The value of occupational therapy intervention for the worker roles of forensic mental healthcare users in Cape Town, South Africa
Soeker, Mogammad Shaheed
van der Berg, Jean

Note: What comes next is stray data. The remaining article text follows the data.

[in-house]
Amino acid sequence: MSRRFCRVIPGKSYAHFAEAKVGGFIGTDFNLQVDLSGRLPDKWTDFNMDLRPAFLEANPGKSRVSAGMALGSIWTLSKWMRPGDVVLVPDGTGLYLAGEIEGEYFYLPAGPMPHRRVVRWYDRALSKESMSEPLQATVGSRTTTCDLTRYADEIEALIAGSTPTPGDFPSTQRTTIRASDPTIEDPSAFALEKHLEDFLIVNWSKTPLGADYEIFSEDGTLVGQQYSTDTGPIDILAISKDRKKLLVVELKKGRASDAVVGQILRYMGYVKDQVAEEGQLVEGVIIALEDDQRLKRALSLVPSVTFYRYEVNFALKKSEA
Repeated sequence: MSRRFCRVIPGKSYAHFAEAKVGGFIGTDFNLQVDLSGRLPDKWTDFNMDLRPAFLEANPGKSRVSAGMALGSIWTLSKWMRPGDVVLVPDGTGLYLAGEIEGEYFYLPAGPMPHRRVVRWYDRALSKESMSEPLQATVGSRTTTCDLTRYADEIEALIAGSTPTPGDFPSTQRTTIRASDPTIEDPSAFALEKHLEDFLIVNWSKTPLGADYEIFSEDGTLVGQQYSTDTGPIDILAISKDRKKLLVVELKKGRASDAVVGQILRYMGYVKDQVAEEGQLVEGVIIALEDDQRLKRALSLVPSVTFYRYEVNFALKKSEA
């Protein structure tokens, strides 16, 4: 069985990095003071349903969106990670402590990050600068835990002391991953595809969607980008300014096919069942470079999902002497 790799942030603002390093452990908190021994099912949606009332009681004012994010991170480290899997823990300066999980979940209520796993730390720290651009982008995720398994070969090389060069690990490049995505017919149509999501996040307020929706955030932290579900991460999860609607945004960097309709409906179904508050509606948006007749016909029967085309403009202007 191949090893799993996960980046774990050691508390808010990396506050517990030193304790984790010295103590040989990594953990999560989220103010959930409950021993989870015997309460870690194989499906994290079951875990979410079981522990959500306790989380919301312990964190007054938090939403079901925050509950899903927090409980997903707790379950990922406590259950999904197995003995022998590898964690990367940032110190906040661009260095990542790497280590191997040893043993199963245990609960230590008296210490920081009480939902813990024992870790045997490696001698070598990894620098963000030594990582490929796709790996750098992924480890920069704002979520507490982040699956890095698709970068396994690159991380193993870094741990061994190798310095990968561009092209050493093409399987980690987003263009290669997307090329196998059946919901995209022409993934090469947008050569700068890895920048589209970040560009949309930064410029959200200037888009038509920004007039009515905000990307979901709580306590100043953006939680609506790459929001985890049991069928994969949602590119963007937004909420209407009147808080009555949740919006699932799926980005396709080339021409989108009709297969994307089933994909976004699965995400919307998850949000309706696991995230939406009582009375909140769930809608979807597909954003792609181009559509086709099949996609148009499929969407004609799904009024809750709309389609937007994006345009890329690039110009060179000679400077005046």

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BACKGROUND: There is a void in research that focuses on how OT programs facilitate self-esteem in forensic mental healthcare users' return-to-work in the open labor market, particularly in South Africa. OBJECTIVE: To explore the experiences and perceptions of forensic mental healthcare users, transitioning from an OT program to the open labor market. METHODS: Five individuals, diagnosed with Schizophrenia, and two key informants participated in this study that was positioned in a qualitative paradigm, with an exploratory and descriptive design. Semi-structured interviews were used to collect data. RESULTS: Theme one reflects on the challenges experienced by forensic mental healthcare users, when returning to work. Theme two describes various OT programs, as well as how they facilitate the reintegration of forensic mental healthcare users into the worker role. Theme three describes the positive support for forensic mental healthcare users, in the mental healthcare setting, workplace, and the greater community. Theme four describes how participation in occupation installs hope in forensic mental healthcare users, reinforcing the value of work, while positively influencing their work identity. CONCLUSION: The results revealed that stigma, residual symptoms, relapse due to substance abuse/mental health, and the lack of family support, were not be conducive to work skills development. However, the support of family and friends, workplace occupational therapy support, assembly line work, and therapeutic groups in an OT program, ensured positive workplace reintegration.